Can lead to over-dependence on crosses: If your team is overly reliant on working the ball into the box, it can lead to a reliance on crosses from wide areas. While crosses can be effective at creating chances, they are also relatively low-percentage plays and can be easily defended against by well-organized defences.
If you don’t have players positioned correctly in the attacking phase then it can be quite tricky to retain the ball when you want to work the ball into the box. It can actually see an increase in bad-quality shots and crosses. If the players don’t have options then they’ll revert to these two things by default because what else can you do when you have no other options?
I’m sure my side has been impacted by this and the stats seem to suggest so too, especially with the low-quality shots we have. I could remove works the ball into the box team instruction. We don’t actually create many chances as it is, this will encourage us to take more shots if the player thinks that is the best option. This is likely to impact other areas of the tactic too, especially the player roles. The advanced playmaker might be more open to attempting through-balls without this team instruction activated.
The wingbacks might be happier to whip crosses into the box too or get to the byline and cut the ball back across the goal. I could also change the duty of one of the wingbacks and change it to attacking. That should make him a bit more advanced meaning the advanced playmaker can pass the ball to him in higher positions. Rather than what we see currently, sideways and backpasses. I feel it’s obvious but I’ll still mention it in case; if I do go this route then it’ll be the wingback on the right side of the pitch I change, as he is the one closest to the advanced playmaker.
If I’m more proactive in the final third then I also need to have players in positions to make use of this. Currently, I use an attacking midfielder on support duty. I could change his duty to an attacking one or I could consider changing his role. If we change the role, it kind of picks itself too as there aren’t many role choices. The roles that can be used in the AM slots are;
- Attacking Midfielder
- Advanced Playmaker
- Shadow Striker
From these options, we can eliminate most of them. We already use an attacking midfielder that is the role we are talking about changing. The same can be said for the advanced playmaker, the other attacking midfielder we use in the tactic currently has this role. I don’t feel this setup would work that well with two of them.
The enganche doesn’t feel like a good fit either and is more of a static playmaker, who will just sit and play the ball. I’m not sure this fits to sit alongside the advanced playmaker either. We need more of a runner and someone who can get high up the pitch and act as a second striker.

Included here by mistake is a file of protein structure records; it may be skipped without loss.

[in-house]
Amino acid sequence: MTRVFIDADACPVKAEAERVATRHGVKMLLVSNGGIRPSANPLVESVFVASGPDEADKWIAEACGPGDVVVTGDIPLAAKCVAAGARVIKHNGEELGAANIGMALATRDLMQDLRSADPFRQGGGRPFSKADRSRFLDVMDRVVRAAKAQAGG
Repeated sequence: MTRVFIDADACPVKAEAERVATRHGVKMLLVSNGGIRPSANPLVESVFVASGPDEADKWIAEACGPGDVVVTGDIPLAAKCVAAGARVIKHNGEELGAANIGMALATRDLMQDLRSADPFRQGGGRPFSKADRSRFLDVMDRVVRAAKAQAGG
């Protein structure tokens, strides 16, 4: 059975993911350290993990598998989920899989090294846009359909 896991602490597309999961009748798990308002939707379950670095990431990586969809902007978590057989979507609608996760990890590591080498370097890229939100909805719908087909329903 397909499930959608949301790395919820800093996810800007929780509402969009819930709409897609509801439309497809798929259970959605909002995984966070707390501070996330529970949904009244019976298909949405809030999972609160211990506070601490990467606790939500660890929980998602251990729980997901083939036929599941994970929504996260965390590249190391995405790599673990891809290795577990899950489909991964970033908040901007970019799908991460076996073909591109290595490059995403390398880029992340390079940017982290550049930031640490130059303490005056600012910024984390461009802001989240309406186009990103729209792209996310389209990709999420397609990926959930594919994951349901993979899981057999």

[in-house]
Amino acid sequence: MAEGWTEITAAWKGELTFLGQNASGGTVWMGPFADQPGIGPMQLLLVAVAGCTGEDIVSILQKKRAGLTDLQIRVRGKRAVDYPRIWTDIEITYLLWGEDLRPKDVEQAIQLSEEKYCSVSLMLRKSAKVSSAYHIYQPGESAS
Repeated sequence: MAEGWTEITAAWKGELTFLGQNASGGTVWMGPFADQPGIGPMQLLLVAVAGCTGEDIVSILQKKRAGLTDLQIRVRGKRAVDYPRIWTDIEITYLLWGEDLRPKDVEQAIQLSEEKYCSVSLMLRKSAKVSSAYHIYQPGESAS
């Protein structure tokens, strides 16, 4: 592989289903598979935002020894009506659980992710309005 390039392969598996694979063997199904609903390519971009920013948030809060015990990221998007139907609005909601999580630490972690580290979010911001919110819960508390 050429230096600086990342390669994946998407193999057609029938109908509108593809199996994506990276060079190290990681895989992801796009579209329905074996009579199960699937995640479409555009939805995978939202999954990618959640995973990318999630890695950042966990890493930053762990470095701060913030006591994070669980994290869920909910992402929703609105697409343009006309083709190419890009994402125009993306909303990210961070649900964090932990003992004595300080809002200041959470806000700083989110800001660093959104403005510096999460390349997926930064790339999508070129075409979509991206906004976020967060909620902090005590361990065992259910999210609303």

We could consider a trequartista but he’d likely detract from the advanced playmaker’s game because it can be quite a selfish role. What we want is to pick a role that compliments the advanced playmakers game not take away from it. The role needs to shine and because it’s a highly creative role, ideally he needs runners so he can create for them.
That leaves the shadow striker, who is basically a second striker and will constantly be inside the box. This will add another dimension to our setup, a much more aggressive and direct approach. It comes down to a choice between the shadow striker role or changing the duty of the current role, the attacking midfielder to an attacking one.
I’ve used the attacking midfielder role the entire of this save game so far and it’s done well. But now we are looking to move on from being a side that retains possession above all else and I’m looking to create an attacking identity. I think the shadow striker fits the new philosophy and will give us another direct goal threat. The role also compliments the attacking playmaker, which is a bonus.
In the first article I also said that an advanced forward was an option to use but the reason I didn’t, was due to liking the pressing element of the pressing forward. But if we remove works ball into the box and use a shadow striker, perhaps the advanced forward will be better now. In theory, he’d occupy the defenders and keep them busy while the shadow striker is making surging runs into the box. It just seems a better fit cohesively and each player does something specific that enhances the other roles in the side.
Defensive Actions And Pressing
Opposition passes per defensive action is a statistic that tracks the number of passes made by the opposing team (the team on the attack) for every defensive action made by the team being tracked. A defensive action can include tackles, clearances, interceptions, blocks, and other plays made by the defence that disrupt the opposing team’s possession.
This statistic is a way to measure the effectiveness of a team’s defence in terms of how well it is able to disrupt the opposing team’s passing game. A lower number of opposition passes per defensive action is generally considered to be a positive sign, as it suggests that the team’s defence is able to make more frequent and effective interventions to disrupt the opposing team’s passes. On the other hand, a higher number of opposition passes per defensive action indicates that the defence is not as effective at disrupting the opposing team’s possession and they are allowed to complete more passes.
The opposition passes per defensive action metric can also be attributed to a team’s press, which is a tactic that involves applying high defensive pressure on the opposing team in the early stages of their possession in an attempt to win the ball back quickly. Pressing can be an effective way to disrupt the opposing team’s passing game and prevent them from building up their attack.